What Never to Say to a Writer

Here is my list of things I wish no one would ever say to me again. What’s on your list?

* When are they going to make a movie out of your book? Is this a person’s way of saying that a book isn’t good enough, that it has to be a movie? Or do they mean, I can’t be bothered reading, but I’d watch a movie of your story, maybe. Or do they know that only wildly successful writers sell movie rights, and they are so hoping you’ll be one of those? (In which case, they are actually reminding you that you are not one of those!)
* Where do you come up with those ideas? Um. Do people think that authors know the answer to this? Is it purposefully a way to stop conversation dead in its tracks? Or is it a way of saying, how can you write science fiction . . . I mean, it isn’t real, so how can you possibly write it? I, personally, have no clue where my ideas come from. I feel stupid about this, but I truly just don’t know.
* I’d read more science fiction, but there are all those funny names. Funny names? It’s amazing to me that this seems like a big barrier to folks. Oh, and funny words. Words for things that don’t yet exist. Add ’em together and you’ve got a book that will tie your brain into a ndkiel. Can’t have that.
* Is your publisher going to send you on tour? Yes, and they’re going to set me up on Oprah, and provide me a private jet.
* Since you’re not doing anything today, maybe you could __________. (Help me move, drive me to the doctor, attend a Tupperware party, help me rake leaves. . . .) Just because I’m staring at the wall doesn’t mean I’m not doing anything. I’m thinking, I’m plotting, I’m preparing to type.

OK, I feel better now.

18 Responses

  1. kateelliott says:

    My two cents.

    on the movie question: I do think some people just don’t read, so they really don’t associate books with something they recognize.

    ideas: my experience with this (admittedly often irritating) question is that most people who ask it REALLY DON’T KNOW, because they don’t get ideas in that way. They may do other amazing things, like be able to look at a block of wood and turn it into a great piece of furniture, or listen to an engine and figure out what is wrong with it, or match colors for interior decoration, or do high level math, or whatever, but don’t have the storytelling gene.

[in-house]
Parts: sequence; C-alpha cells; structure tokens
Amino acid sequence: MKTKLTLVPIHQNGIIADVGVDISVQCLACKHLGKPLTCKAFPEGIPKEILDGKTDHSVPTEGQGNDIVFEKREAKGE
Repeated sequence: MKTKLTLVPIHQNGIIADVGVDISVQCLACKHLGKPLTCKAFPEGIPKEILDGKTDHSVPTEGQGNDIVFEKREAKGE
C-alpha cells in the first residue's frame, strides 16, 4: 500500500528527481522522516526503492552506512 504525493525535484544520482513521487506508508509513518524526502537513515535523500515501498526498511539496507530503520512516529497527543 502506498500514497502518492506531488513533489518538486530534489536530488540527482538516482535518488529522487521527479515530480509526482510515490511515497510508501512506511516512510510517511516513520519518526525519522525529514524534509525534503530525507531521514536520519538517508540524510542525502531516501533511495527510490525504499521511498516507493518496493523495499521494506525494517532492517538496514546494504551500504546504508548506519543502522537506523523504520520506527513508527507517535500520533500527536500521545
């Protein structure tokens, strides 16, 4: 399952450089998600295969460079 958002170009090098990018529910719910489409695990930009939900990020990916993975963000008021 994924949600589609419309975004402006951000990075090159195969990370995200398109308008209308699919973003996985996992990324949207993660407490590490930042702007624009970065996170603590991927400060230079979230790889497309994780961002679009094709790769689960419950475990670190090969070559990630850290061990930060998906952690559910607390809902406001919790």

2. kateelliott says:

    My favorite booksigning question, btw, has to be: Do you know where the cookbooks are?**

    ** substituting any other section for cookbooks.

  3. graywave says:

    My take on the ‘ideas’ question is here.

    By the way, I never tell anyone I’m a writer. I just say I’ve taken early retirement 😉 It explains the poverty and avoids all the silly questions.

  4. Anonymous says:

    most annoying ones ever…

    From a friend who dropped by in the middle of the day while I’m hard at work…

    “Oh, are you doing that writing for fun thing again?”

    From the same friend…

    “Would I like to read it? Oh, bless you. That’s cute.”

  5. Kay says:

    Annoying questions

    I think that’s right, many people don’t read. Probably that’s the genesis of my underlying annoyance at the question.

    The Where do you get your ideas question is a cliche of our industry, so it is amusing to see it surface again and again. I’m sure you’re right, it’s not a slug aimed at the writer. Sometimes I answer, “If you were imprisoned in a room for six weeks and couldn’t come out until you developed a story idea, you would find one.” It’s a way of saying that storytelling is really universal; it’s not that strange.

  6. Kay says:

    Booksigning favs

    My favorite booksigning event was when the bookstore owner’s dog got into my purse and ate the sandwich I’d packed.

  7. Kay says:

    Ideas question

    Thanks for the link. I hadn’t seen that website before; I bookmarked it.